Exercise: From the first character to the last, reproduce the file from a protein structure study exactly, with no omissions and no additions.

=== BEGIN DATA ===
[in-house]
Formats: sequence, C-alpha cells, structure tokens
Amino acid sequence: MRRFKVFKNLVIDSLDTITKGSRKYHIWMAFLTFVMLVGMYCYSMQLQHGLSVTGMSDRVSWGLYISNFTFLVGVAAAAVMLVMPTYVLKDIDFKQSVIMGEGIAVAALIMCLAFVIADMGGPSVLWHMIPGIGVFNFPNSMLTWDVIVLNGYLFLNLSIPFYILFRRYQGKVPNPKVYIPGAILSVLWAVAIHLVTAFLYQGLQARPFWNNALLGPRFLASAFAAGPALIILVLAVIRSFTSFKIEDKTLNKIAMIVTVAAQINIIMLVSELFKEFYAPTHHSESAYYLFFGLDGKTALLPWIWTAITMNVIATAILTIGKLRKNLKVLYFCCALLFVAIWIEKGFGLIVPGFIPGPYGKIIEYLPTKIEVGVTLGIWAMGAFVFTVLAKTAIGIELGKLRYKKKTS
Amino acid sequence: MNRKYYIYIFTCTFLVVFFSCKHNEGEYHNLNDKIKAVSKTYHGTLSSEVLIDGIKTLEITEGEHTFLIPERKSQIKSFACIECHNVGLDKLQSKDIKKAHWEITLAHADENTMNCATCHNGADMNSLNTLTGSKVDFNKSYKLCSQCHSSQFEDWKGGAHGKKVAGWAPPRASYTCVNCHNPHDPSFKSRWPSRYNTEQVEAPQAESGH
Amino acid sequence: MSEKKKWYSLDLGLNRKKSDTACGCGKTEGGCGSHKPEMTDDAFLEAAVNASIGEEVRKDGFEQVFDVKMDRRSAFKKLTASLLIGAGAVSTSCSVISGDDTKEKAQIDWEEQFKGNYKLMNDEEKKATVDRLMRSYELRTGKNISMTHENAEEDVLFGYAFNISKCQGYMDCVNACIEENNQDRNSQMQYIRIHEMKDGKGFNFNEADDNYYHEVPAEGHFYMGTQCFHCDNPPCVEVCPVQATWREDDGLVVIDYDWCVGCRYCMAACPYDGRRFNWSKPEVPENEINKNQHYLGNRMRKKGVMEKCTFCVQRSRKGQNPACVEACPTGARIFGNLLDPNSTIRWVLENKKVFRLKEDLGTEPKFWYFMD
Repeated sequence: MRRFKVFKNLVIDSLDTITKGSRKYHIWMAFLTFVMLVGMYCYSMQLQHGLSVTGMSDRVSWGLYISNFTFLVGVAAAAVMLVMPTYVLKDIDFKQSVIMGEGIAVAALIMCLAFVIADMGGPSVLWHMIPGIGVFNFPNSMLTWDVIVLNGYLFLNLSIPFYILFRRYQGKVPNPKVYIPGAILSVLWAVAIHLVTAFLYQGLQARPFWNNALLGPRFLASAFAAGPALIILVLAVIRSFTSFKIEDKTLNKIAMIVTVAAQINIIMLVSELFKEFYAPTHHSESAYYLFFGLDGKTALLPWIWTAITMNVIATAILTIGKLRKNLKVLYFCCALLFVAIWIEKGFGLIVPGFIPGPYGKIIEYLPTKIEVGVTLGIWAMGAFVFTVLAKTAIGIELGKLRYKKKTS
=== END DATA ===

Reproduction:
[in-house]
Formats: sequence, C-alpha cells, structure tokens
Amino acid sequence: MRRFKVFKNLVIDSLDTITKGSRKYHIWMAFLTFVMLVGMYCYSMQLQHGLSVTGMSDRVSWGLYISNFTFLVGVAAAAVMLVMPTYVLKDIDFKQSVIMGEGIAVAALIMCLAFVIADMGGPSVLWHMIPGIGVFNFPNSMLTWDVIVLNGYLFLNLSIPFYILFRRYQGKVPNPKVYIPGAILSVLWAVAIHLVTAFLYQGLQARPFWNNALLGPRFLASAFAAGPALIILVLAVIRSFTSFKIEDKTLNKIAMIVTVAAQINIIMLVSELFKEFYAPTHHSESAYYLFFGLDGKTALLPWIWTAITMNVIATAILTIGKLRKNLKVLYFCCALLFVAIWIEKGFGLIVPGFIPGPYGKIIEYLPTKIEVGVTLGIWAMGAFVFTVLAKTAIGIELGKLRYKKKTS
Amino acid sequence: MNRKYYIYIFTCTFLVVFFSCKHNEGEYHNLNDKIKAVSKTYHGTLSSEVLIDGIKTLEITEGEHTFLIPERKSQIKSFACIECHNVGLDKLQSKDIKKAHWEITLAHADENTMNCATCHNGADMNSLNTLTGSKVDFNKSYKLCSQCHSSQFEDWKGGAHGKKVAGWAPPRASYTCVNCHNPHDPSFKSRWPSRYNTEQVEAPQAESGH
Amino acid sequence: MSEKKKWYSLDLGLNRKKSDTACGCGKTEGGCGSHKPEMTDDAFLEAAVNASIGEEVRKDGFEQVFDVKMDRRSAFKKLTASLLIGAGAVSTSCSVISGDDTKEKAQIDWEEQFKGNYKLMNDEEKKATVDRLMRSYELRTGKNISMTHENAEEDVLFGYAFNISKCQGYMDCVNACIEENNQDRNSQMQYIRIHEMKDGKGFNFNEADDNYYHEVPAEGHFYMGTQCFHCDNPPCVEVCPVQATWREDDGLVVIDYDWCVGCRYCMAACPYDGRRFNWSKPEVPENEINKNQHYLGNRMRKKGVMEKCTFCVQRSRKGQNPACVEACPTGARIFGNLLDPNSTIRWVLENKKVFRLKEDLGTEPKFWYFMD
Repeated sequence: MRRFKVFKNLVIDSLDTITKGSRKYHIWMAFLTFVMLVGMYCYSMQLQHGLSVTGMSDRVSWGLYISNFTFLVGVAAAAVMLVMPTYVLKDIDFKQSVIMGEGIAVAALIMCLAFVIADMGGPSVLWHMIPGIGVFNFPNSMLTWDVIVLNGYLFLNLSIPFYILFRRYQGKVPNPKVYIPGAILSVLWAVAIHLVTAFLYQGLQARPFWNNALLGPRFLASAFAAGPALIILVLAVIRSFTSFKIEDKTLNKIAMIVTVAAQINIIMLVSELFKEFYAPTHHSESAYYLFFGLDGKTALLPWIWTAITMNVIATAILTIGKLRKNLKVLYFCCALLFVAIWIEKGFGLIVPGFIPGPYGKIIEYLPTKIEVGVTLGIWAMGAFVFTVLAKTAIGIELGKLRYKKKTS